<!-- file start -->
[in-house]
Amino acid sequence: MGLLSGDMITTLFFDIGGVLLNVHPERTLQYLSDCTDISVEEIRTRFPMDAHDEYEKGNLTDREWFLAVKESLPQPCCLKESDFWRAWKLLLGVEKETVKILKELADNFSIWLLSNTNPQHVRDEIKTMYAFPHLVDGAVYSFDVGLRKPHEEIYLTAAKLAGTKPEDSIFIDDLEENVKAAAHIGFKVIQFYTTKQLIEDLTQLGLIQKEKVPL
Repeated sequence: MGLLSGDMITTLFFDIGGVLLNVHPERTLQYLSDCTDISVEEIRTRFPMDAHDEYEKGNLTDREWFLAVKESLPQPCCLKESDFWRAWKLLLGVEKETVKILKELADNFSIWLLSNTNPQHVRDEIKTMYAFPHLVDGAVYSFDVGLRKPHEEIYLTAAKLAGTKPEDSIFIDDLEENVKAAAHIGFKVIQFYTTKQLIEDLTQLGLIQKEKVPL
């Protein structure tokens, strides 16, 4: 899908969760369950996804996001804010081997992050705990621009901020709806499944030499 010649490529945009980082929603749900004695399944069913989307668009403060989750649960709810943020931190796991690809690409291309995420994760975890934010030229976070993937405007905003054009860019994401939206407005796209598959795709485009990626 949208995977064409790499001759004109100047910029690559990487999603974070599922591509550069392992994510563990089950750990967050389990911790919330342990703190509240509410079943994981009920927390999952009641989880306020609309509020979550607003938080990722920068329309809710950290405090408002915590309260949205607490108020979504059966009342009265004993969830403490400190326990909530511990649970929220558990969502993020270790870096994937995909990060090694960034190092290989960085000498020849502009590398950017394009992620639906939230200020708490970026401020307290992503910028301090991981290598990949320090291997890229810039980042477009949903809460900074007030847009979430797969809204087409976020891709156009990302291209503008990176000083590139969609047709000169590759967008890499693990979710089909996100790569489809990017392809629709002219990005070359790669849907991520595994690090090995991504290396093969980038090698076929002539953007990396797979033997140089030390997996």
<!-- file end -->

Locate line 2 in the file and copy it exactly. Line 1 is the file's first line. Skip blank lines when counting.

Amino acid sequence: MGLLSGDMITTLFFDIGGVLLNVHPERTLQYLSDCTDISVEEIRTRFPMDAHDEYEKGNLTDREWFLAVKESLPQPCCLKESDFWRAWKLLLGVEKETVKILKELADNFSIWLLSNTNPQHVRDEIKTMYAFPHLVDGAVYSFDVGLRKPHEEIYLTAAKLAGTKPEDSIFIDDLEENVKAAAHIGFKVIQFYTTKQLIEDLTQLGLIQKEKVPL